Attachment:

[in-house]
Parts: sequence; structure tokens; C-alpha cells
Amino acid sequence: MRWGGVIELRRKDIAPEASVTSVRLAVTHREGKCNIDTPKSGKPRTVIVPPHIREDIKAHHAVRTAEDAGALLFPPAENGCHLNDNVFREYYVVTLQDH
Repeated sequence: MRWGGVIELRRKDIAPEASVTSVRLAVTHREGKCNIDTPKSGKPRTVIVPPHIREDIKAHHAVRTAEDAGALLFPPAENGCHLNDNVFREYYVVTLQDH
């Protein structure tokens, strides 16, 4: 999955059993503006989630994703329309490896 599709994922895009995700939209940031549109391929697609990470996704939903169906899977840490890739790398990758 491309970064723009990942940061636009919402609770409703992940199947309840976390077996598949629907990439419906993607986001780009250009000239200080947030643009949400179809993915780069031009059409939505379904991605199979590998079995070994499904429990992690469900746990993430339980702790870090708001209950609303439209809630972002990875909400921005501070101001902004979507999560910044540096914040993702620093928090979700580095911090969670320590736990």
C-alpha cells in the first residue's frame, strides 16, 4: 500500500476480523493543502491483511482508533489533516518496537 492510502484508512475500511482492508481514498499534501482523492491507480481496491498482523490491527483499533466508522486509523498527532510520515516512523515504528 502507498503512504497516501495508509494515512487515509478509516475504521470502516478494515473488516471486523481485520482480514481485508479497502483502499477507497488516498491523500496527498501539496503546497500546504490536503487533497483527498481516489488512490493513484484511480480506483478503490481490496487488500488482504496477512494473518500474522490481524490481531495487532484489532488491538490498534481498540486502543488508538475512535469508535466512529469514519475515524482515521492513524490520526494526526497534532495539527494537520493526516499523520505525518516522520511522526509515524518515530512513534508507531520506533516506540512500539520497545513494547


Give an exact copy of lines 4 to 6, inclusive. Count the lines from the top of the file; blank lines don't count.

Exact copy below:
Repeated sequence: MRWGGVIELRRKDIAPEASVTSVRLAVTHREGKCNIDTPKSGKPRTVIVPPHIREDIKAHHAVRTAEDAGALLFPPAENGCHLNDNVFREYYVVTLQDH
């Protein structure tokens, strides 16, 4: 999955059993503006989630994703329309490896 599709994922895009995700939209940031549109391929697609990470996704939903169906899977840490890739790398990758 491309970064723009990942940061636009919402609770409703992940199947309840976390077996598949629907990439419906993607986001780009250009000239200080947030643009949400179809993915780069031009059409939505379904991605199979590998079995070994499904429990992690469900746990993430339980702790870090708001209950609303439209809630972002990875909400921005501070101001902004979507999560910044540096914040993702620093928090979700580095911090969670320590736990």
C-alpha cells in the first residue's frame, strides 16, 4: 500500500476480523493543502491483511482508533489533516518496537 492510502484508512475500511482492508481514498499534501482523492491507480481496491498482523490491527483499533466508522486509523498527532510520515516512523515504528 502507498503512504497516501495508509494515512487515509478509516475504521470502516478494515473488516471486523481485520482480514481485508479497502483502499477507497488516498491523500496527498501539496503546497500546504490536503487533497483527498481516489488512490493513484484511480480506483478503490481490496487488500488482504496477512494473518500474522490481524490481531495487532484489532488491538490498534481498540486502543488508538475512535469508535466512529469514519475515524482515521492513524490520526494526526497534532495539527494537520493526516499523520505525518516522520511522526509515524518515530512513534508507531520506533516506540512500539520497545513494547